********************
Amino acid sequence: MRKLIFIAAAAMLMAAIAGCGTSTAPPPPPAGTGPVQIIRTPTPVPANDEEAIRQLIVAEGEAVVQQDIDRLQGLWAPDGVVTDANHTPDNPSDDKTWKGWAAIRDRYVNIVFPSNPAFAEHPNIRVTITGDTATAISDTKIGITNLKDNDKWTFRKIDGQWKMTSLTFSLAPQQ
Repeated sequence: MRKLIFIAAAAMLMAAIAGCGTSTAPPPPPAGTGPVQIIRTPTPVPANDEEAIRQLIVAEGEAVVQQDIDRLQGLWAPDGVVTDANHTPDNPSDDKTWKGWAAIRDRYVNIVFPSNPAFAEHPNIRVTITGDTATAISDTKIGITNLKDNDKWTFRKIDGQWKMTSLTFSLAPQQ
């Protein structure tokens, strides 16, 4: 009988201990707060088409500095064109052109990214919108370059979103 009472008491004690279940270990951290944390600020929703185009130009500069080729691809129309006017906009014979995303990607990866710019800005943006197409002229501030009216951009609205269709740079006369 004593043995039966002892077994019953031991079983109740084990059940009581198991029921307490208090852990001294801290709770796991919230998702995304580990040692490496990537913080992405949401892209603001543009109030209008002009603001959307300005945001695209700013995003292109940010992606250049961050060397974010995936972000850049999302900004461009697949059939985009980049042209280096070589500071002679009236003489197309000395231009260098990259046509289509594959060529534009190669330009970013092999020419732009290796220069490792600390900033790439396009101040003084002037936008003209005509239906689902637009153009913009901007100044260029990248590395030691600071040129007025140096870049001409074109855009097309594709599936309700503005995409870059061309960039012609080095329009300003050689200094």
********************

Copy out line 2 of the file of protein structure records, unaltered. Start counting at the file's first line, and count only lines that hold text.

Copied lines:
Repeated sequence: MRKLIFIAAAAMLMAAIAGCGTSTAPPPPPAGTGPVQIIRTPTPVPANDEEAIRQLIVAEGEAVVQQDIDRLQGLWAPDGVVTDANHTPDNPSDDKTWKGWAAIRDRYVNIVFPSNPAFAEHPNIRVTITGDTATAISDTKIGITNLKDNDKWTFRKIDGQWKMTSLTFSLAPQQ